Smith said she worked for 90 cents an hour at one time, took two long-term patients into her home and often worked two jobs. Sometimes she took her son to the nursing home. She was never home for Thanksgiving, or even most of Christmas.
      "If she could work a double shift on a holiday, she was there because she could make time and a half and pay the bills, the mortgage," Smith said. "We never went without. She pulled it together, paid the bills, and everyone got an education."
      Spooner retired to Florida at age 75 and moved to Concord several years ago. Family meant the world to her, cousin Ellen Harbour said. "She would always want to have me visit my third cousins who I don't even know. She'd say, 'You live so close, go and visit.' "
      At times, Spooner took in elderly relatives and cared for them. She also took time for her black poodle, Peewee, great-granddaughter Nicole Tracy said.
      "The dog hated us but loved Lorraine," she said.
      Spooner divorced her first husband and married Arthur Spooner, who died in the early 1990s. Arthur Spooner and Richard Corliss became close friends. They worked on tractors together, and the two couples once traveled to Canada together.
      At the end of her life, Spooner fought hard against Alzheimer's. The last time Corliss saw her was this summer, when he visited the Manchester nursing home where she lived. For an hour, he talked to her, trying to make her recognize him. Barbara Corliss recalled, "All of a sudden, she looked him in the eye and said, 'Oh, Richard,' and went right back into the haze."

    • This poem was found among Richard's personal effects after his death. The author is unknown.

      If you hear strange noises out in a thicket
      It's only Dick Corliss out training his cricket
      The one that he's training, he calls him Saint Michels
      He wants him to vibrate at nine sixty cycles
      Cause that is the tone, the scientists say
      That makes every Honey bee happy and gay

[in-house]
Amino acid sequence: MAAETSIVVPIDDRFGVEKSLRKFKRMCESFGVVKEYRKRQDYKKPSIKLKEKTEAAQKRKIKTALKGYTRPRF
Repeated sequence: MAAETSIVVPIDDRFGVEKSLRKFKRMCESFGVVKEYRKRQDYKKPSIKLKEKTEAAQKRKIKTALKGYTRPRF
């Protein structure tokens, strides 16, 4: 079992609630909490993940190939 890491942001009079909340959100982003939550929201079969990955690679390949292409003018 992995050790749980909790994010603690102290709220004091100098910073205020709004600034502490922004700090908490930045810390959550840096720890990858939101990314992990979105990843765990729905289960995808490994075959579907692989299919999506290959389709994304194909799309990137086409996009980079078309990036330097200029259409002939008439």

It keeps them contented, so quiet and calm
      They'd never consider in doing you harm
      And I know that Dick wants to keep them at ease
      He's getting too old to be racing those bees
      The last time that Dick and his bees had a spat
      Oh boy how it hurt where that honey bee sat
      It sure caught the old Honey King by surprise
      Just the thought of it now brings the tears to his eyes
      As he dashed 'cross the road, with the bees in full chase
      You could see he was planning on winning that race
      But the fate intervened, he came out second best
      No need to continue, you know all the rest
      He itched and he burned for a day or so after
      The mention of honey brought forth not much laughter
      So that is the reason he's spending his time
      In teaching Saint Michels that nine-sixty rhyme
      Because if he makes it, it is his belief
      From the pursuit of bees he will need no relief

    • Richard retired under a disability of extensive degenerative spinal problems with reversed spondylolisthesis in January 1978.


  • Sources 
    1. [S5] NH_VR.

    2. [S12] IGI, website: https://www.familysearch.org/.
      New Hampshire Marriage Records, 1637-1947

    3. [S31] US & Int'l Marriages, (Yates Publishing [database on-line], Provo, Utah).
      New Hampshire, Marriage Records, 1637-1947